Where does that leave the Nats? The same place they've been every year since 2006: a non-contender by the season's half way mark. There's always a possibility that the Nats can surge before July and put themselves back in the discussion. But realistically, there's essentially no chance that the Nationals can overcome the competition in their own division to even compete for the Wild Card, let alone for the division title. That makes Marquis quickly and easily expendable for just-above-average prospects from a contending team.

This is a continued ritual that has become frustrating for Nats fans, year in and year out. Players that have had break out years are getting moved to other contenders just because it makes no sense to keep them. Last year it was Matt Capps. This year, my money says it's Jason Marquis.

Saturday, May 14, 2011

Nats Pull Plug on Broderick, Recall Kimball

What started as a fantastic spring training devolved into a miserable regular season for Rule 5 pick, Brian Broderick. Early Saturday morning the Nats decided to finally cut bait with the big right-hander. Being a Rule 5 pick, if Broderick clears waivers the Nats will have to offer Broderick back to his original team, the Cardinals. After that happens the Cards can either take him back or choose to make a trade with the Nats so that Broderick would be assigned to the minors.

Coming up into his place is going to be 6' 3" righty and 2006, 12th round draft pick, Cole Kimball. Who has put up fantastic numbers at AAA Syracuse this year.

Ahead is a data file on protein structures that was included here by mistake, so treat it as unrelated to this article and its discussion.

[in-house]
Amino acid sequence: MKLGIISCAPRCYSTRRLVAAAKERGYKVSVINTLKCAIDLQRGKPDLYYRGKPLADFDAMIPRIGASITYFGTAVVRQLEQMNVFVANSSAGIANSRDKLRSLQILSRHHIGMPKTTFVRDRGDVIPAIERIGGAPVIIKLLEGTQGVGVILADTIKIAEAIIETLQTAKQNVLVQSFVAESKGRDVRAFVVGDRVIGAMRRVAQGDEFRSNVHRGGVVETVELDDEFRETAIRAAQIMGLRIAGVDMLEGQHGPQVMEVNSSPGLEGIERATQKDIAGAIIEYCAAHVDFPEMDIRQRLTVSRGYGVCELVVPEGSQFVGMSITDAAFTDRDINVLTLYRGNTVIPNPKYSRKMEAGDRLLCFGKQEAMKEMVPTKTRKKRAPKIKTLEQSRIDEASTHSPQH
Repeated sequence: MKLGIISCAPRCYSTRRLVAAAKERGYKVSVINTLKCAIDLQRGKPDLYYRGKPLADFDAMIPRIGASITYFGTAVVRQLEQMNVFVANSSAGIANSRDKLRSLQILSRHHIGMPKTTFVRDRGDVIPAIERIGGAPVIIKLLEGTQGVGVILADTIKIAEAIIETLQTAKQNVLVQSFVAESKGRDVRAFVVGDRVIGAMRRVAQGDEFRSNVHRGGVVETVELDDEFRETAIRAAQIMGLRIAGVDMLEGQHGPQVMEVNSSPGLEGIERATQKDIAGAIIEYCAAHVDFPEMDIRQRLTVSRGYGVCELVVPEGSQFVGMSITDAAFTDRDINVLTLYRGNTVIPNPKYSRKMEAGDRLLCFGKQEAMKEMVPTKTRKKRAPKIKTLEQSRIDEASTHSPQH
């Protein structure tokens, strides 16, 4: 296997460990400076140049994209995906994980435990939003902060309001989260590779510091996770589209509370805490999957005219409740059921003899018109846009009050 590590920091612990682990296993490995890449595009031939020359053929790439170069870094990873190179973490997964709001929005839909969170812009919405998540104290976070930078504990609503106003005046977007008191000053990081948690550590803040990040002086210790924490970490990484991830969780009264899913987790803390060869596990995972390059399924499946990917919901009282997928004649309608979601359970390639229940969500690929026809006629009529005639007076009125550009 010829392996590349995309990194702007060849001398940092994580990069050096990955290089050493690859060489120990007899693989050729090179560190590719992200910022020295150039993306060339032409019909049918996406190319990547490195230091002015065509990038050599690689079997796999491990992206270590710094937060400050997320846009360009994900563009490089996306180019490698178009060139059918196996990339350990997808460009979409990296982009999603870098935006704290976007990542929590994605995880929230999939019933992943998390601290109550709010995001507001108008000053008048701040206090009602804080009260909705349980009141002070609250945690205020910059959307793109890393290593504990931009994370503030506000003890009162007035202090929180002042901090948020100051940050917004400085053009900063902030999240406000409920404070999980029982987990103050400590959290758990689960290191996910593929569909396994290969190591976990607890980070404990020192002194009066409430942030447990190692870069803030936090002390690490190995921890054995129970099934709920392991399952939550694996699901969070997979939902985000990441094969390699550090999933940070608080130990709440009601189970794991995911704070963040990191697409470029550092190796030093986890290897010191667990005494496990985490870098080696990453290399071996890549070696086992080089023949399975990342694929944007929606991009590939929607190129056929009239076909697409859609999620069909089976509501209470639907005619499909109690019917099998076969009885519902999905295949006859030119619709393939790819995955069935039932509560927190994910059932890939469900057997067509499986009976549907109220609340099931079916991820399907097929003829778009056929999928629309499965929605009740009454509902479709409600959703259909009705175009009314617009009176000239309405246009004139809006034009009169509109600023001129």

Kimball started his professional career as a starter, but after two years of struggles someone decided to make him a reliever. And after getting the kinks out in 2009, Cole really made the leap to excellence in 2010. His ERA dropped from 6.36 to 2.17, WHIP from 1.65 to 1.13, and strikeout totals nearly doubled from 52 to 101. It seemed that Kimball, at age 25, was ready to take the next step into the majors.

So far this season, Kimball has appeared in 12 games, is a perfect 5 for 5 in save opportunities and has yet to allow a run. His 9.2 K/9 ratio and 1.17 WHIP against AAA opposition should fare him well in the Majors.

At the very least, it offers the Nats some confidence in the bullpen that they lacked with Broderick.

Former Nats Greats - #21

Every now and then we stumble across a player at the end of his line, ending his career in the former-wasteland that is DC Baseball. And even rarer is when we can find a player that returns to his former stomping ground to finish his career. Today's edition of Former Nats Great started his career way back in 1994 with those crazy Expos in Montreal. You could've fooled me that this player was able to play 10 seasons in MLB, but he did.